Paul sat with a woman
at the bus stop.
They were with each other
without being with each other.
Unbeknownst to each of them
they shared a destination.
Paul heard the woman’s feet
complain about blisters.
The woman heard Paul’s feet
complain about blisters as well.
They both stared forward
not really acknowledging the other.
Christmas lights across the street
decked out Santa and his Sleigh.
There were reindeer too.
But no Rudolph with his red nose.
Paul and the woman cocked their heads
at the sound of a siren.
Snow began to fall.
More flakes landed on Paul.
The woman did not notice
this unfair distribution.
The bus arrived and splashed
snow melt onto the curb.
Paul let the woman enter the bus first.
There were plenty of open seats.
The bus driver paid Paul no mind once he paid.
He sat two rows in front of the woman.
A sign advertised the Frida Kahlo exhibit
at the art museum on the lake front.
copyright © 2021 Kenneth P. Gurney
Boys shatter the mirror
of a placid lake.
Their shouts and laughter roll
like thunder down the mountainside.
They take turns listening
to glacier lake chilled heart beats.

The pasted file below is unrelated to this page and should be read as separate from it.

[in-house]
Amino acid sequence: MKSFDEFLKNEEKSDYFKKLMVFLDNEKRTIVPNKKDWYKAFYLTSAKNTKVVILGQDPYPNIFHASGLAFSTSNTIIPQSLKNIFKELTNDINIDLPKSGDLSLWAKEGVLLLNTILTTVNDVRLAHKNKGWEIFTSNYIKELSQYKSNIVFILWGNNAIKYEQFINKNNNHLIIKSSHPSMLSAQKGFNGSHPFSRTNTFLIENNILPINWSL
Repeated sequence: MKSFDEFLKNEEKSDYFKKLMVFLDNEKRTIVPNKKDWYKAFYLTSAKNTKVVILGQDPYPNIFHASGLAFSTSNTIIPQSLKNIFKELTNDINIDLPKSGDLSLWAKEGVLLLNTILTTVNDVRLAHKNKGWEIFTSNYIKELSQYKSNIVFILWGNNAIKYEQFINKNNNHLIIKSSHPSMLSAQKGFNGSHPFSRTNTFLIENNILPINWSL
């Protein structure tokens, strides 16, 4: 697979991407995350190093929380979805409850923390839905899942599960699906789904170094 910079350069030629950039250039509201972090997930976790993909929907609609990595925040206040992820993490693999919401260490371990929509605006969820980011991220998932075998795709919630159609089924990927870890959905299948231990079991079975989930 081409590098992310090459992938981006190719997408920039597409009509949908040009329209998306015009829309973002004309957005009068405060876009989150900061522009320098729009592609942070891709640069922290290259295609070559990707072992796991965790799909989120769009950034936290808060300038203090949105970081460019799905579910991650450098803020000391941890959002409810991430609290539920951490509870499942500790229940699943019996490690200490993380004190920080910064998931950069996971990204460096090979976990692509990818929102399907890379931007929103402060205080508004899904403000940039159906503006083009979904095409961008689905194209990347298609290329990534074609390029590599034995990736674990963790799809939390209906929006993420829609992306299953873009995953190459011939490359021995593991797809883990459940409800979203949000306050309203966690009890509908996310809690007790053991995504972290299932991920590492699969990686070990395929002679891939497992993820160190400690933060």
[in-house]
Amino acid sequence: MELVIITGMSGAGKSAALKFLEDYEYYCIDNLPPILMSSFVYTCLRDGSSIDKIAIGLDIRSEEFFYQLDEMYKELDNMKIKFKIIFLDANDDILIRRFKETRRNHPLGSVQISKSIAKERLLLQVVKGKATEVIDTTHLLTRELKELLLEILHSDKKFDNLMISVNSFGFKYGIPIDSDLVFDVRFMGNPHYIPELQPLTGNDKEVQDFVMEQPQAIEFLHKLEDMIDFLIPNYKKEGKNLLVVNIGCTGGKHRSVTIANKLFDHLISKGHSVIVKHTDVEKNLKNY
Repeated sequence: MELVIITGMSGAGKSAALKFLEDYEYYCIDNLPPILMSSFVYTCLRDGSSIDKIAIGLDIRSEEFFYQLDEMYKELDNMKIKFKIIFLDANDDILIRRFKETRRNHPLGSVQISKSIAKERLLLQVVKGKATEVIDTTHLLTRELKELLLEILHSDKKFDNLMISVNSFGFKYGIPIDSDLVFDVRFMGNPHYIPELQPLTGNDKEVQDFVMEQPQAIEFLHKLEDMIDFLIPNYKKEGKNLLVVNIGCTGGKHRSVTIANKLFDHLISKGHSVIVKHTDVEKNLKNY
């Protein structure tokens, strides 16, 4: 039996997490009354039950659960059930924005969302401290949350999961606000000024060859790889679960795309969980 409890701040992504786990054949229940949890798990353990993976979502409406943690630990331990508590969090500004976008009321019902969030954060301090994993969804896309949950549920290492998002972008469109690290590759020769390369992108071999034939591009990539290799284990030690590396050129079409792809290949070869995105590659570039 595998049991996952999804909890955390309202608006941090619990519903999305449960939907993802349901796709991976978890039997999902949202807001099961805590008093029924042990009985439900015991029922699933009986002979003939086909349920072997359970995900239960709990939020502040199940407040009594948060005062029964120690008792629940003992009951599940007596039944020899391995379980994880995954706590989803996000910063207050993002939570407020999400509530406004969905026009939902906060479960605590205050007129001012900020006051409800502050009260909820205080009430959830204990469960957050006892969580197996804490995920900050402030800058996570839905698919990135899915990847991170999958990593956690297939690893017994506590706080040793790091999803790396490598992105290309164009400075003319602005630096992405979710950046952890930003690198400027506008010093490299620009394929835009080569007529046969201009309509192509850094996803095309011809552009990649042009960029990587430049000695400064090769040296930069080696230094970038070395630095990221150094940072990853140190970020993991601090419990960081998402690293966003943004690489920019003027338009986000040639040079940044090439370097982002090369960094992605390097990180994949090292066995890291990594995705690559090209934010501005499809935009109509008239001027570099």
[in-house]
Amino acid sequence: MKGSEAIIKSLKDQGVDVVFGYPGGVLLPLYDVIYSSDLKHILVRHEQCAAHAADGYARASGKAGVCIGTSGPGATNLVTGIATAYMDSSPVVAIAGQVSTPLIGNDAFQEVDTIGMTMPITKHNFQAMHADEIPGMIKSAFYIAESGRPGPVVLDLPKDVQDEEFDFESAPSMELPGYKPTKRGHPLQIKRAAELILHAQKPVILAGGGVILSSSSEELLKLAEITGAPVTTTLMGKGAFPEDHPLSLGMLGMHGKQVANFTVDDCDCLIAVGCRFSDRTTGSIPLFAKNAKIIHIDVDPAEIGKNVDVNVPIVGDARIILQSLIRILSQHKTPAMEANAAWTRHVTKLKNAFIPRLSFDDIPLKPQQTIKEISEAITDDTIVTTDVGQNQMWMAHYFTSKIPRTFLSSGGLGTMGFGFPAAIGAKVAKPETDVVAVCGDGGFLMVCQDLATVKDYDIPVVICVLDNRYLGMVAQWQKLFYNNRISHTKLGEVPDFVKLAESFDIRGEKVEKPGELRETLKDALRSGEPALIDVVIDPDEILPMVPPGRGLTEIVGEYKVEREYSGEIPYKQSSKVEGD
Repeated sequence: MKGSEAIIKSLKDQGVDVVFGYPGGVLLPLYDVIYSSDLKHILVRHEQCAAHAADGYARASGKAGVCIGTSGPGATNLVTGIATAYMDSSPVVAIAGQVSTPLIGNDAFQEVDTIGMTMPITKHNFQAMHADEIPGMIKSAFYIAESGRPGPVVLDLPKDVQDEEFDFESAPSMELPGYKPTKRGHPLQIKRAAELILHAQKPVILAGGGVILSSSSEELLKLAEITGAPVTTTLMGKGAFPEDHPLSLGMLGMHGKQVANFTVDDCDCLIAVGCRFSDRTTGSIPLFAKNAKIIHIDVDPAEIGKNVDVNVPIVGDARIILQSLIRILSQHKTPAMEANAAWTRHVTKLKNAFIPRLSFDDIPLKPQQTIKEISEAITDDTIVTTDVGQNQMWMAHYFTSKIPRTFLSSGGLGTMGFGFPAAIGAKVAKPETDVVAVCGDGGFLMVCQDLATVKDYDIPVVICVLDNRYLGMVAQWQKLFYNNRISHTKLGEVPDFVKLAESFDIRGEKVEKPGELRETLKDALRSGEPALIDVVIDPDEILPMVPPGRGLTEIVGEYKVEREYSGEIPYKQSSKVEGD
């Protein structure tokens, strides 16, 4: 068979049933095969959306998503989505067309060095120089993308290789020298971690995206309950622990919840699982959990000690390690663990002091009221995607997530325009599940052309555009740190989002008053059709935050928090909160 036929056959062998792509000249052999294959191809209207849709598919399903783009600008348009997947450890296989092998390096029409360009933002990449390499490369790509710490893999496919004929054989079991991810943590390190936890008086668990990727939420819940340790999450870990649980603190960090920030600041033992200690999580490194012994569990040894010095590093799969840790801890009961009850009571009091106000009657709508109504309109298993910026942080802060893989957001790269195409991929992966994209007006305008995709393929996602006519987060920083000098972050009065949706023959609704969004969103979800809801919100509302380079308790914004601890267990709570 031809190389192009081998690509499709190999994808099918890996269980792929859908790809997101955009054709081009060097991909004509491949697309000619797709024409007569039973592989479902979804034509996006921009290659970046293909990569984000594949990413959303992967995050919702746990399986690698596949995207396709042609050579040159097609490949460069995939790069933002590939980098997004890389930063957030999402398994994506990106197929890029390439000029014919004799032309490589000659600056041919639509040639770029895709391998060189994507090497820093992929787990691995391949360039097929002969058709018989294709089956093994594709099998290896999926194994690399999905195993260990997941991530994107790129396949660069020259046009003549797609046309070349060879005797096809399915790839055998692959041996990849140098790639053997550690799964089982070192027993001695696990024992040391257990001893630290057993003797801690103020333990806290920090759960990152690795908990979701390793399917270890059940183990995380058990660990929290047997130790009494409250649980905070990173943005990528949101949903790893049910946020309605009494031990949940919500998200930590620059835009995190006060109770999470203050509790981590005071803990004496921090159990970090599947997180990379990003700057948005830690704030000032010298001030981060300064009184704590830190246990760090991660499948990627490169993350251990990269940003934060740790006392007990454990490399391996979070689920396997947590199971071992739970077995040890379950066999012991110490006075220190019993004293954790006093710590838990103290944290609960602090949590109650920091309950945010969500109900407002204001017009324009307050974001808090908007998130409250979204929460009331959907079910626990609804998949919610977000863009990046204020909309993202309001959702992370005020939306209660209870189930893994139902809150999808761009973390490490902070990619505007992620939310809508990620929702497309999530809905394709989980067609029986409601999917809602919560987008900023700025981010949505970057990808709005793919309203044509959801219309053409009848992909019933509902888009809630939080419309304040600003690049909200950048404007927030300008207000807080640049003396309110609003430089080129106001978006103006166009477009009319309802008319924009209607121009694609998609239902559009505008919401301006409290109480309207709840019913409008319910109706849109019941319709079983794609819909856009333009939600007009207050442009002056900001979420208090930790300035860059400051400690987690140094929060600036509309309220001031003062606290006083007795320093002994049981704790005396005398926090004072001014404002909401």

An ear pressed to a chest
bends no boundaries at their age.
They beach themselves
upon the pebbly shoreline.
The sun revives their skin
from an icy shade of blue.
Off to their right
the mountain’s saddle tapers away.
The stream runs toward city lights
with the season’s snow melt.
copyright © 2019 Kenneth P. Gurney
A couple times in my life, when young, I was in the Rocky Mountains and went swimming in extremely cold mountain lakes. I was with other boys more out of serendipity than plan. After hiking many miles to the lakes a swim to cool off seemed natural. With the fearlessness born of youth, we jumped in.
Only on of the lakes was glacier fed. The others had snow fall nearby almost all year.
In my teens, I learned from a national park ranger that people can survive in these types of lakes ten to fifteen minutes before the cold kills them. At the time it seemed odd or misinformed because I knew we had swam in those lakes for twenty to thirty minutes. In the end I decided my memory of time was affected by the chill waters.
Love & Light. Live a good poem.